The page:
Sunday, 12 May 2013

Not much progress

Since being back at work I’ve not has the time to make much progress on anything creative.
Although last weekend I did take the day off to go to Printfest in Ulverston.

There was some interesting work on display. I especially liked the relief work of Jane Walker and Mark Pearce and the lovely expressive drypoints by Emerson Mayes. The technical virtuosity of the mezzotint prints by Martin Mitchell was amazing. 

I was lucky enough to get the last ticket for the demonstration by Ross Loveday. It turned out to be a talk about his work and career rather than a demo but it was interesting. 

I came back inspired and ready to get on with the prints for Lesley’s exchange. Unfortunately the weather improved and rather than spending the next two days thinking print I spent most of them painting the outside of the house.

This exchange has been a challenge. The more I doodle and try out ideas in rough the more I have come to realise that I think ‘long and thin’ rather than ‘square’. It’s good to be forced out of your comfort zone.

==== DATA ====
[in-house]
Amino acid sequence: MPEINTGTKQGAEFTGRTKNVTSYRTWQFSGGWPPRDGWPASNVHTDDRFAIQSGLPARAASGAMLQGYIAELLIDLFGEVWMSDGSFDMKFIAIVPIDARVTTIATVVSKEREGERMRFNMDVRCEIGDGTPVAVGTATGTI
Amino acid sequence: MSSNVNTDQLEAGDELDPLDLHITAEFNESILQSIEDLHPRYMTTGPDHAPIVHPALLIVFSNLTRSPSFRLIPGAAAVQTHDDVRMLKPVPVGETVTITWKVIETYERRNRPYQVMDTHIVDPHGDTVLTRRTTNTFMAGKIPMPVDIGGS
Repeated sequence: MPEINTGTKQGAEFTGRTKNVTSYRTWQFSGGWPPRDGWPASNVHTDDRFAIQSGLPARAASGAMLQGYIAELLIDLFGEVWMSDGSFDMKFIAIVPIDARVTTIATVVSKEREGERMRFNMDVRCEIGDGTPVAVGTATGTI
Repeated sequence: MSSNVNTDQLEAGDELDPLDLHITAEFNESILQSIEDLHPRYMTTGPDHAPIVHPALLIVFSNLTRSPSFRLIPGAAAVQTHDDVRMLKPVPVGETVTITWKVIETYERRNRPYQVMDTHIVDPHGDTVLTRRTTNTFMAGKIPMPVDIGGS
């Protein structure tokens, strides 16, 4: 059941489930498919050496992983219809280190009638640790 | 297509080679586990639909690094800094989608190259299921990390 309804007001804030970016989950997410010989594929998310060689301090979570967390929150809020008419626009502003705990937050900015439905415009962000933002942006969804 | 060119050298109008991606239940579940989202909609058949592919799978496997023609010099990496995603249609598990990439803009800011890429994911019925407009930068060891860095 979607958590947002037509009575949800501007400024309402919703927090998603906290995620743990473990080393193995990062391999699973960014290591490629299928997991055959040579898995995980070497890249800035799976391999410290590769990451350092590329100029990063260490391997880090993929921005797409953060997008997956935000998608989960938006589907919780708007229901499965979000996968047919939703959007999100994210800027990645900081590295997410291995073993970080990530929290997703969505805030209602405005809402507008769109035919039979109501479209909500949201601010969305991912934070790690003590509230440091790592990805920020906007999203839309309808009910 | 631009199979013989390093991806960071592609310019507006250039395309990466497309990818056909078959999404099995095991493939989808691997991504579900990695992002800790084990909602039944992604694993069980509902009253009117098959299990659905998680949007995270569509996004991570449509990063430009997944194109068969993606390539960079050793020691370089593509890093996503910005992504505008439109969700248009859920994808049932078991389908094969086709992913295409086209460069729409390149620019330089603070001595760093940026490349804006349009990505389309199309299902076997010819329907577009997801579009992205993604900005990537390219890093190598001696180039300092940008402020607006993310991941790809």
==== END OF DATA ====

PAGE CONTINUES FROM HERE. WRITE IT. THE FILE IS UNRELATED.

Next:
I’ve decided I’m going to etch and I’ve produced a few tonal sketches that  I may develop further. 

Although after Printfest, I’m contemplating completely changing my usual way of working and trying something much more abstract.


  1. Hi Jac. Stupidly, I forgot to follow the blogs of everyone in Lesley's print exchange until now. It's so interesting to read about your thoughts on the print swap when I've been going through exactly the same thing. Jane

  2. Good luck with you ponderings Jac - I am sure the outcome will be a delight; quite excited by the thought of receiving them!

  3. What a shame Ross Loveday didn't demonstrate the process Jac as I'd love to find a way to get carborundum to really stick to perspex and I could have picked your brains for the answer! Can't wait to be on the receiving end of an etching. I struggle with tone so it will be fascinating to see how you resolve it in a print.

    1. The 2 plates that he showed us were cardboard and aluminium. He said that he painted on PVA then scattered on the carborundum.
      In a workshop at Hot Bed Press a few years ago the tutor showed us how they mixed system 3 white acrylic(he was insistent that system 3 worked best) with carborundum and then painted on the mixture, again onto aluminium (but if you sand perspex to give it a tooth the paint should stick, shouln't it). The amount of grit to paint meant that you could vary tones.


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